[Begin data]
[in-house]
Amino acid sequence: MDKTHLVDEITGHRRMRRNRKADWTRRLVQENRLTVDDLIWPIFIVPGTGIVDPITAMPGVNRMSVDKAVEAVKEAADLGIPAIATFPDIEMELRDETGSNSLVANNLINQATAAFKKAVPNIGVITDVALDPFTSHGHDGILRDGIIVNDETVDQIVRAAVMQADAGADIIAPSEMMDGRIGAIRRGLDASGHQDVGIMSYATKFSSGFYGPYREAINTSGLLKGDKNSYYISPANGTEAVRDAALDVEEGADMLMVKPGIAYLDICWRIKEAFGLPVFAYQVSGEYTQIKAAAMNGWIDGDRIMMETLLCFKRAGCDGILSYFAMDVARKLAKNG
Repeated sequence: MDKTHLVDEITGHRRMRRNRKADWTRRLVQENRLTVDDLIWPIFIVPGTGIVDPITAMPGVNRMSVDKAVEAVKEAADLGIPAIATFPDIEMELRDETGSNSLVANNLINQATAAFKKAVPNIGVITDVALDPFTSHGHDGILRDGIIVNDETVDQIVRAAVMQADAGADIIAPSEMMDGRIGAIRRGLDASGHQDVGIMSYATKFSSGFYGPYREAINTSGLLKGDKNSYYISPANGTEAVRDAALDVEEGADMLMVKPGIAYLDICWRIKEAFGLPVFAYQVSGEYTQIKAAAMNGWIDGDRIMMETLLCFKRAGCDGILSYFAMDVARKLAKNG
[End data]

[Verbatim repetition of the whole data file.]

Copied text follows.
[in-house]
Amino acid sequence: MDKTHLVDEITGHRRMRRNRKADWTRRLVQENRLTVDDLIWPIFIVPGTGIVDPITAMPGVNRMSVDKAVEAVKEAADLGIPAIATFPDIEMELRDETGSNSLVANNLINQATAAFKKAVPNIGVITDVALDPFTSHGHDGILRDGIIVNDETVDQIVRAAVMQADAGADIIAPSEMMDGRIGAIRRGLDASGHQDVGIMSYATKFSSGFYGPYREAINTSGLLKGDKNSYYISPANGTEAVRDAALDVEEGADMLMVKPGIAYLDICWRIKEAFGLPVFAYQVSGEYTQIKAAAMNGWIDGDRIMMETLLCFKRAGCDGILSYFAMDVARKLAKNG
Repeated sequence: MDKTHLVDEITGHRRMRRNRKADWTRRLVQENRLTVDDLIWPIFIVPGTGIVDPITAMPGVNRMSVDKAVEAVKEAADLGIPAIATFPDIEMELRDETGSNSLVANNLINQATAAFKKAVPNIGVITDVALDPFTSHGHDGILRDGIIVNDETVDQIVRAAVMQADAGADIIAPSEMMDGRIGAIRRGLDASGHQDVGIMSYATKFSSGFYGPYREAINTSGLLKGDKNSYYISPANGTEAVRDAALDVEEGADMLMVKPGIAYLDICWRIKEAFGLPVFAYQVSGEYTQIKAAAMNGWIDGDRIMMETLLCFKRAGCDGILSYFAMDVARKLAKNG